“Have you come to destroy us?” Fear in the church – then and now.

Capernaum – an ordinary sabbath, with Jesus in the centre of a teaching event at the synagogue. He is turning heads, for they have never heard anyone teach like he does – authority, they say – that’s the secret ingredient. He knows his business – everyone says so – so an interruption is not welcome. Mark’s gospel says the man had an unclean spirit. We assume he is mentally unbalanced; an unfortunate soul with no self control. But I don’t think that is the problem.
He was part of this learning and worshipping community. Synagogue is the word we use to describe the meeting place for Jewish worship (today). It comes from a greek word that means ‘a coming together’ or ‘a gathering’. Here all were ready to listen, and most were allowed to speak. And in the middle of Jesus’ exposition of the text for the day, a man shouts out; “What have you to do with US, Jesus of Nazareth? Have you come to destroy us?”
His spirit is akatharthos ; that is the Greek for the word usually translated ‘unclean’, or sometimes ‘impure’. It’s root word is familiar to us – catharsis; used to describe an event that cleanses the soul, or rejuvenates us in some way.  This is not a cathartic moment for him, but the opposite – a-cathartic.
The anonymous man is really upset; He speaks of collective destruction, but claims personal insight into the person (and mission) of Jesus “I Know Who You Are…” Perhaps he thinks that he should speak aloud the fears of the congregation? Is he the voice of reason – does he have the word of God on this day – or does he imagine himself the conscience of the congregation? Is it his duty to call their attention to the way things are, and always have been? It is worth thinking about, for it offers us a modern parallel.
It seems that Jesus explanations (of the things of God) – while they carry the weight of authority, and set some minds at ease – have also unsettled others; and that is a difficult thing. The question of the faithful in every time and place is constant; “How do we know this is from God?” But the response of the man in Mark’s gospel presents us with a more useful question, in my opinion: “What do we do when it IS from God?”
We are not always ready (or willing) to ask the “what next” questions in the church. As we seek to discern the word and will of God – something that we acknowledge as very difficult, and fraught with questions of understanding and interpretation – we forget that there will eventually be a second step; how do we carry out that will or act according to God’s word? It is easier to argue about who is right than it is to decide how to act, or how to live – and while the Spirit of God continues to work, and the redemption of all creation continues according to God’s schedule, the people of God, and the Church of Christ, appear paralyzed. We fearfully protect what we think know and what we imagine is ours. Jesus stands with us in the present and calls us into the future, but we are not sure we can follow. The fear that we may be wrong in our interpretation of God’s word and will makes study and argument preferable to action. Let me offer a current example.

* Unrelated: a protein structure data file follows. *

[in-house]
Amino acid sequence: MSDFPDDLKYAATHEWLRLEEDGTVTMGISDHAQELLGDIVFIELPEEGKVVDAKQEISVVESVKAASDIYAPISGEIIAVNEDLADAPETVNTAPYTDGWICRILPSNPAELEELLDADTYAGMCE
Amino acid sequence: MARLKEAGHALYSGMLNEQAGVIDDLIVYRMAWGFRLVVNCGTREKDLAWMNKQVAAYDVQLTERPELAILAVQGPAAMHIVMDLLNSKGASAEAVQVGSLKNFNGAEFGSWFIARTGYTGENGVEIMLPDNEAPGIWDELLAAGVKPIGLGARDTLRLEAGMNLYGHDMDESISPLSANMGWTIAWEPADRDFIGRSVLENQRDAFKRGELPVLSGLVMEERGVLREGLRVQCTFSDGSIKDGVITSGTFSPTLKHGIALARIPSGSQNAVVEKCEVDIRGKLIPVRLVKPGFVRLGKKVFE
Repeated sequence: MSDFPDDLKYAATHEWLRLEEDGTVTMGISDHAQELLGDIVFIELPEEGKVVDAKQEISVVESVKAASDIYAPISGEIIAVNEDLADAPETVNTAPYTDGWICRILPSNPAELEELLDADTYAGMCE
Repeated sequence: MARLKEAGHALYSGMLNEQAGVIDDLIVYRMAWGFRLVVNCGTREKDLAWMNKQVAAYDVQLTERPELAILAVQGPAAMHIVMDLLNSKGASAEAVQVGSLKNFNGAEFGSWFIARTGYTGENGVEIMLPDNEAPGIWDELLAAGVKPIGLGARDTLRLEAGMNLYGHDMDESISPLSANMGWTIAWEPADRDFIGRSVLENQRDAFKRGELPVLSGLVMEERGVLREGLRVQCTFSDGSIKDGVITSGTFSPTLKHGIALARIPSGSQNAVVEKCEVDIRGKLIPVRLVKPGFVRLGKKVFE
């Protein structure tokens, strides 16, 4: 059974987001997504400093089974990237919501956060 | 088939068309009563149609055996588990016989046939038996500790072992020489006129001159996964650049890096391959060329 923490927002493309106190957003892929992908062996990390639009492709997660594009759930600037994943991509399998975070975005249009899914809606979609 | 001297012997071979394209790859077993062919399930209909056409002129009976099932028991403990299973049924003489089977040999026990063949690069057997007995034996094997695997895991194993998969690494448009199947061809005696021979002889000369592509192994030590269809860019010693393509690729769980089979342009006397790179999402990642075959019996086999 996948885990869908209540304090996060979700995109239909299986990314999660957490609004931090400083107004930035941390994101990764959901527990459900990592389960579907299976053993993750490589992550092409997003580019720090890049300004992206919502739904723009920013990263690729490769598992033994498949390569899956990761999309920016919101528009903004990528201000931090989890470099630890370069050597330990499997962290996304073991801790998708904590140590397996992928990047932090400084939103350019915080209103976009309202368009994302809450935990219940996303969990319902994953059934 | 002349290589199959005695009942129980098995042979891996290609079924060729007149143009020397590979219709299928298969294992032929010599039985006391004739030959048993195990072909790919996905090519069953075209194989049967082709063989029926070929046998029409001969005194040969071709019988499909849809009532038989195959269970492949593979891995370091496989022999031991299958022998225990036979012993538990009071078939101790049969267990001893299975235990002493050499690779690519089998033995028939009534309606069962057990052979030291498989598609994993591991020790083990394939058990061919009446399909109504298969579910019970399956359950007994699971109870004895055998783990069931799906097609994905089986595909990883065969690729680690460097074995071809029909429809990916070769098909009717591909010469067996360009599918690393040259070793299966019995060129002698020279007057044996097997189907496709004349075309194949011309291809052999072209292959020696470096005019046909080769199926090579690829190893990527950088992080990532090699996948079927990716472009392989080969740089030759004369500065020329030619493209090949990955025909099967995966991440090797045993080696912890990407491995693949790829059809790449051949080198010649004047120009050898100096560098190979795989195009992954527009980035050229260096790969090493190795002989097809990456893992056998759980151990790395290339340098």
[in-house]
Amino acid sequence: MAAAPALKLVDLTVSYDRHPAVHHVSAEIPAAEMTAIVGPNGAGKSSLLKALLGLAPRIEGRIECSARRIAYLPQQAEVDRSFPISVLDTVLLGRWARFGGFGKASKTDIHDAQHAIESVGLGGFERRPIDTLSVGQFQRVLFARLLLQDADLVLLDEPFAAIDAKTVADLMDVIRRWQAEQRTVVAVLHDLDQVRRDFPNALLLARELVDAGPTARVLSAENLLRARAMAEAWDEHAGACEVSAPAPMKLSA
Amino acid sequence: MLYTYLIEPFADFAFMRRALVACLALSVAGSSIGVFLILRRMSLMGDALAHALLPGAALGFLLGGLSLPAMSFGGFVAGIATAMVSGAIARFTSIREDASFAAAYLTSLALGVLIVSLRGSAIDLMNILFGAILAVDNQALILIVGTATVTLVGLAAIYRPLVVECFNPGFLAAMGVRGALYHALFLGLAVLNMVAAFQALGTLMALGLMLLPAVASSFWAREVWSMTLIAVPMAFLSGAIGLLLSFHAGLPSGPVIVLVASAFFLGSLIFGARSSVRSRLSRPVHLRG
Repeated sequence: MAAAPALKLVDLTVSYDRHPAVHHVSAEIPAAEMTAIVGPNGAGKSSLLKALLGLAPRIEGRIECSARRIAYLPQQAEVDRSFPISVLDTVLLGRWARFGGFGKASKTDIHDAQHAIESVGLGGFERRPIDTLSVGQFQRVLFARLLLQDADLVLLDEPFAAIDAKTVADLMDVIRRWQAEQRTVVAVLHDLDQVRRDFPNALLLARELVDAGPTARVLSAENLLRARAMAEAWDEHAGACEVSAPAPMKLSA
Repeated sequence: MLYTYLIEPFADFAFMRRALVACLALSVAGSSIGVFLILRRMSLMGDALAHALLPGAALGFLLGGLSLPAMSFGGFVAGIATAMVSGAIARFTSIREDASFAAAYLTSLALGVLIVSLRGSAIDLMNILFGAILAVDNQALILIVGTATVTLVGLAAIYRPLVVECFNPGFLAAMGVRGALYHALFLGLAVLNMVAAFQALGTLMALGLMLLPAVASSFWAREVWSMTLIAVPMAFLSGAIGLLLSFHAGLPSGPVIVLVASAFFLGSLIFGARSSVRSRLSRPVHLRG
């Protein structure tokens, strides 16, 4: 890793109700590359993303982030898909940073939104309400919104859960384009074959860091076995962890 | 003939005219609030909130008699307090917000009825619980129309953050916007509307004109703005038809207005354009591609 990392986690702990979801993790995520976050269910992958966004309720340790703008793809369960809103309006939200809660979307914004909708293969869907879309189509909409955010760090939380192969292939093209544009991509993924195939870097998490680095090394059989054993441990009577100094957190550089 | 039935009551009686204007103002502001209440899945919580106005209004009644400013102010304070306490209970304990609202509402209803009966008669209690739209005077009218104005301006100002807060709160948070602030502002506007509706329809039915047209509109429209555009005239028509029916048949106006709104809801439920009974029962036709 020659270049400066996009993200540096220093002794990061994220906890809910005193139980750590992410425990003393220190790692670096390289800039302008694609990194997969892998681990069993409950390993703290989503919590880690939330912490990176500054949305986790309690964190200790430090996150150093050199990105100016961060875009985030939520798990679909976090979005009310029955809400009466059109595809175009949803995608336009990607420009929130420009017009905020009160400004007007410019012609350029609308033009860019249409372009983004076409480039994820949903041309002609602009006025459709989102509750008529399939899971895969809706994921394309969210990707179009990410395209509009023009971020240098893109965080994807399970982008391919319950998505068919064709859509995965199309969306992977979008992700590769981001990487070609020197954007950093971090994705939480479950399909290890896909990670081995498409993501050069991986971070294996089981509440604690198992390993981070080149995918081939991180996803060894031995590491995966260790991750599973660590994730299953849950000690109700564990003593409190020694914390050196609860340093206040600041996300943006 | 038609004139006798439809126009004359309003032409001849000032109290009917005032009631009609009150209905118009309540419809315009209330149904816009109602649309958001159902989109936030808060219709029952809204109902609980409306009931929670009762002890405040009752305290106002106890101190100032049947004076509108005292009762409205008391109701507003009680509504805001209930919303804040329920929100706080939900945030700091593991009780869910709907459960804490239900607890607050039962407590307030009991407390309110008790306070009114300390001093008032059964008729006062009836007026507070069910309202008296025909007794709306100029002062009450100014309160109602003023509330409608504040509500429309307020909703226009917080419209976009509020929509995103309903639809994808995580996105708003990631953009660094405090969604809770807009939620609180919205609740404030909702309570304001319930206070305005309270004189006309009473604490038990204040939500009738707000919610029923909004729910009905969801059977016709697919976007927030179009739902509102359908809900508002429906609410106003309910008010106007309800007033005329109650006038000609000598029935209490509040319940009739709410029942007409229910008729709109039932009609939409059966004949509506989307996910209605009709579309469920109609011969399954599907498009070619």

Once more the Presbyterian Church in Canada is bracing for a conversation on the place of homosexual people in the church – overtures urging the church to remove the barriers that exclude homosexual people from fuller activity within the PCC have been referred to various committees in anticipation of this summer’s General Assembly. Currently, ordination of homosexual persons is permitted, so long as they remain single and celibate. It goes without saying that there have also been overtures appealing for the status quo. The church has gone back and forth over this question since the early nineties, and the conversation has been stunted and stifled because, at nearly every opportunity, people have been frightened by the “what’s next” question. Lately, an increasing number of Presbyteries, Congregations, Ministers and members have come to believe that God is calling the church to move forward in love and acceptance, and when we think about what that looks like, tempers get short.
So Jesus comes to synagogue to propose something new, and one voice dares to speak for them all; “What have you do do with us… Have you come to destroy us…?” It may be that what Jesus says will undo all that his community held dear. Will the ‘authoritative’ teaching of Jesus be the end of human held power and authority in this place? Promises of a new covenant, a covenant of grace and love, will be the death of any kingdom held together by fear – and that idea – that fear – is what unsettles both this man’s spirit and the modern church. But the good news is that fear is the kind of demon that Jesus can cast aside with ease.
Be quiet – come out of him – leave him alone. In the presence of Jesus, fear is revealed as not only powerless but troublesome and divisive – and at a word from Jesus, the man is returned to his own mind with a great cry and convulsions – the division is healed and the congregation is left to marvel at Jesus’ wisdom and authority.
Jesus – who faced death without fear; who forgave his captors and agonized for his executioners – Jesus has every right to rearrange the attitudes of those who claim his saving grace.
Jesus, who would silence voices of suspicion and doubt – not because doubt is bad, but because too much doubt fosters a fear that is not consistent with the gospel – Jesus rightly challenges those who would preserve structures that do not reflect God’s kingdom virtues of grace and forgiveness.
Jesus – who is for us the Word made flesh; God with us – represents wholeness and contentment in the kingdom, and so would banish the unsettled (unclean/ἀκάθαρτος) spirits from our midst, and free us to act. It was good news that day in Capernaum, and it is good news for us today.

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